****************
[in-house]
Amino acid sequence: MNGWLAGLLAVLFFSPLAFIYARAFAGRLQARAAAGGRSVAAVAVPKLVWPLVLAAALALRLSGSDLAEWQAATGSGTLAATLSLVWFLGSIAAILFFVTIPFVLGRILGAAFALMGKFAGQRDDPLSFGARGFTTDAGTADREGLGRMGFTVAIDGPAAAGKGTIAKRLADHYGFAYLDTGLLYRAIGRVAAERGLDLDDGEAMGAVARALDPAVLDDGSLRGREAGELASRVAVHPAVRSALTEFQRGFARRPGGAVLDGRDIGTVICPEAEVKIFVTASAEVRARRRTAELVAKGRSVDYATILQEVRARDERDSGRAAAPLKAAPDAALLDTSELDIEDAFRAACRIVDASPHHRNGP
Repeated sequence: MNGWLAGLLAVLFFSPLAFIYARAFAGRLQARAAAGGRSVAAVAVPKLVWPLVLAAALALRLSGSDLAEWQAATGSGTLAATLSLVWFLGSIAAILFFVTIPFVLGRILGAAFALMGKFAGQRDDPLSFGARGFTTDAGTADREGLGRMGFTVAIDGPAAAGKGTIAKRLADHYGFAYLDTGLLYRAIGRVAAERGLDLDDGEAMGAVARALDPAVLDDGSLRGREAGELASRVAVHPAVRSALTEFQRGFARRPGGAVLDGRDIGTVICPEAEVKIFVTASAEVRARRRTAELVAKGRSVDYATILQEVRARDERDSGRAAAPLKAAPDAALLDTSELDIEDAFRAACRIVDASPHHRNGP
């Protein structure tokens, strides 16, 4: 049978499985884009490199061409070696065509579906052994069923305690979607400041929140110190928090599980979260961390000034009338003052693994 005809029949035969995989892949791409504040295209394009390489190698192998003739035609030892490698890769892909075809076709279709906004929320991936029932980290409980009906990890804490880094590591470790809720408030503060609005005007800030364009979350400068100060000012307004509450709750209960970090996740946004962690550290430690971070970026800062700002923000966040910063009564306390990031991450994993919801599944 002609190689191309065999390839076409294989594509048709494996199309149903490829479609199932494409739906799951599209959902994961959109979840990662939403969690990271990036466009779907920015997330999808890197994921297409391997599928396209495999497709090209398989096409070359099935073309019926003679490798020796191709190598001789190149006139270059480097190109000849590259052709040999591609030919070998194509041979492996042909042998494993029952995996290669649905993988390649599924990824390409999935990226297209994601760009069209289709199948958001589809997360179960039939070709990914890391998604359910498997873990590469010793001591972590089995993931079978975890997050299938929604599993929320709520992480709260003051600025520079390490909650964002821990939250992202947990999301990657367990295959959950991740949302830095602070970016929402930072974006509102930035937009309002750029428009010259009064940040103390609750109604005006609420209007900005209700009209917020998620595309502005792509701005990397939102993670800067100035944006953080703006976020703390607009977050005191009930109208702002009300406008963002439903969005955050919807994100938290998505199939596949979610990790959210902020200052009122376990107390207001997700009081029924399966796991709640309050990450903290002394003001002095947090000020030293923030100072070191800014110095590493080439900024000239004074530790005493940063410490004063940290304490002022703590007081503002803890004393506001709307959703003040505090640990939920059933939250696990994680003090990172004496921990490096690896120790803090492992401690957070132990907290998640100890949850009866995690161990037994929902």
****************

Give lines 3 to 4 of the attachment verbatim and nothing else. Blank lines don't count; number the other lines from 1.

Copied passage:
Repeated sequence: MNGWLAGLLAVLFFSPLAFIYARAFAGRLQARAAAGGRSVAAVAVPKLVWPLVLAAALALRLSGSDLAEWQAATGSGTLAATLSLVWFLGSIAAILFFVTIPFVLGRILGAAFALMGKFAGQRDDPLSFGARGFTTDAGTADREGLGRMGFTVAIDGPAAAGKGTIAKRLADHYGFAYLDTGLLYRAIGRVAAERGLDLDDGEAMGAVARALDPAVLDDGSLRGREAGELASRVAVHPAVRSALTEFQRGFARRPGGAVLDGRDIGTVICPEAEVKIFVTASAEVRARRRTAELVAKGRSVDYATILQEVRARDERDSGRAAAPLKAAPDAALLDTSELDIEDAFRAACRIVDASPHHRNGP
């Protein structure tokens, strides 16, 4: 049978499985884009490199061409070696065509579906052994069923305690979607400041929140110190928090599980979260961390000034009338003052693994 005809029949035969995989892949791409504040295209394009390489190698192998003739035609030892490698890769892909075809076709279709906004929320991936029932980290409980009906990890804490880094590591470790809720408030503060609005005007800030364009979350400068100060000012307004509450709750209960970090996740946004962690550290430690971070970026800062700002923000966040910063009564306390990031991450994993919801599944 002609190689191309065999390839076409294989594509048709494996199309149903490829479609199932494409739906799951599209959902994961959109979840990662939403969690990271990036466009779907920015997330999808890197994921297409391997599928396209495999497709090209398989096409070359099935073309019926003679490798020796191709190598001789190149006139270059480097190109000849590259052709040999591609030919070998194509041979492996042909042998494993029952995996290669649905993988390649599924990824390409999935990226297209994601760009069209289709199948958001589809997360179960039939070709990914890391998604359910498997873990590469010793001591972590089995993931079978975890997050299938929604599993929320709520992480709260003051600025520079390490909650964002821990939250992202947990999301990657367990295959959950991740949302830095602070970016929402930072974006509102930035937009309002750029428009010259009064940040103390609750109604005006609420209007900005209700009209917020998620595309502005792509701005990397939102993670800067100035944006953080703006976020703390607009977050005191009930109208702002009300406008963002439903969005955050919807994100938290998505199939596949979610990790959210902020200052009122376990107390207001997700009081029924399966796991709640309050990450903290002394003001002095947090000020030293923030100072070191800014110095590493080439900024000239004074530790005493940063410490004063940290304490002022703590007081503002803890004393506001709307959703003040505090640990939920059933939250696990994680003090990172004496921990490096690896120790803090492992401690957070132990907290998640100890949850009866995690161990037994929902």